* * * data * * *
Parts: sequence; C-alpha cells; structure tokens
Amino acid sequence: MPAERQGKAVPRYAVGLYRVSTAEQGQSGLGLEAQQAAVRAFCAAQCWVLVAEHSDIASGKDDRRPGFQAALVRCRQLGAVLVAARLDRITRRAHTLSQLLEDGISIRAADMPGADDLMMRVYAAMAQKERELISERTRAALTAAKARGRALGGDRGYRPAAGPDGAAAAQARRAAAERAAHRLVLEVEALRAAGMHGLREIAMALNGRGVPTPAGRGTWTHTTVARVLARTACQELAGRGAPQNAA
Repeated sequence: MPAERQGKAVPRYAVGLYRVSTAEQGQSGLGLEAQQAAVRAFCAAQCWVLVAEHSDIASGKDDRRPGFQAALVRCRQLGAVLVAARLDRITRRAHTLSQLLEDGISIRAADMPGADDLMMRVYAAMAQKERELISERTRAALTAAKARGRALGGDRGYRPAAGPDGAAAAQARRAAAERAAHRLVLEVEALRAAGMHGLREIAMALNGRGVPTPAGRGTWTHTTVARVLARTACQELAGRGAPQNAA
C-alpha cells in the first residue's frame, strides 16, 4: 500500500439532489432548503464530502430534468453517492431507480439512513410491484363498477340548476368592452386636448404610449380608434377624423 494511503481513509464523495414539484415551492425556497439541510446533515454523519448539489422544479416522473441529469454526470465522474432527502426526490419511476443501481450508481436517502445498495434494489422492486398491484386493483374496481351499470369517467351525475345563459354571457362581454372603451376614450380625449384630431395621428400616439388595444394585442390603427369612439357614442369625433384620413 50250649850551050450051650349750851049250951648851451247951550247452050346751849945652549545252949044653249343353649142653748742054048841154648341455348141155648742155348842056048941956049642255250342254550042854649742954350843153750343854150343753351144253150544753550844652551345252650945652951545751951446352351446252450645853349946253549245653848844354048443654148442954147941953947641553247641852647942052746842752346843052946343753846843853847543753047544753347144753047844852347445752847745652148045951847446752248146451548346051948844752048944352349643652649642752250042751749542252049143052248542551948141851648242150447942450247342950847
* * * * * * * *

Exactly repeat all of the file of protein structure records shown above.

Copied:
Parts: sequence; C-alpha cells; structure tokens
Amino acid sequence: MPAERQGKAVPRYAVGLYRVSTAEQGQSGLGLEAQQAAVRAFCAAQCWVLVAEHSDIASGKDDRRPGFQAALVRCRQLGAVLVAARLDRITRRAHTLSQLLEDGISIRAADMPGADDLMMRVYAAMAQKERELISERTRAALTAAKARGRALGGDRGYRPAAGPDGAAAAQARRAAAERAAHRLVLEVEALRAAGMHGLREIAMALNGRGVPTPAGRGTWTHTTVARVLARTACQELAGRGAPQNAA
Repeated sequence: MPAERQGKAVPRYAVGLYRVSTAEQGQSGLGLEAQQAAVRAFCAAQCWVLVAEHSDIASGKDDRRPGFQAALVRCRQLGAVLVAARLDRITRRAHTLSQLLEDGISIRAADMPGADDLMMRVYAAMAQKERELISERTRAALTAAKARGRALGGDRGYRPAAGPDGAAAAQARRAAAERAAHRLVLEVEALRAAGMHGLREIAMALNGRGVPTPAGRGTWTHTTVARVLARTACQELAGRGAPQNAA
C-alpha cells in the first residue's frame, strides 16, 4: 500500500439532489432548503464530502430534468453517492431507480439512513410491484363498477340548476368592452386636448404610449380608434377624423 494511503481513509464523495414539484415551492425556497439541510446533515454523519448539489422544479416522473441529469454526470465522474432527502426526490419511476443501481450508481436517502445498495434494489422492486398491484386493483374496481351499470369517467351525475345563459354571457362581454372603451376614450380625449384630431395621428400616439388595444394585442390603427369612439357614442369625433384620413 50250649850551050450051650349750851049250951648851451247951550247452050346751849945652549545252949044653249343353649142653748742054048841154648341455348141155648742155348842056048941956049642255250342254550042854649742954350843153750343854150343753351144253150544753550844652551345252650945652951545751951446352351446252450645853349946253549245653848844354048443654148442954147941953947641553247641852647942052746842752346843052946343753846843853847543753047544753347144753047844852347445752847745652148045951847446752248146451548346051948844752048944352349643652649642752250042751749542252049143052248542551948141851648242150447942450247342950847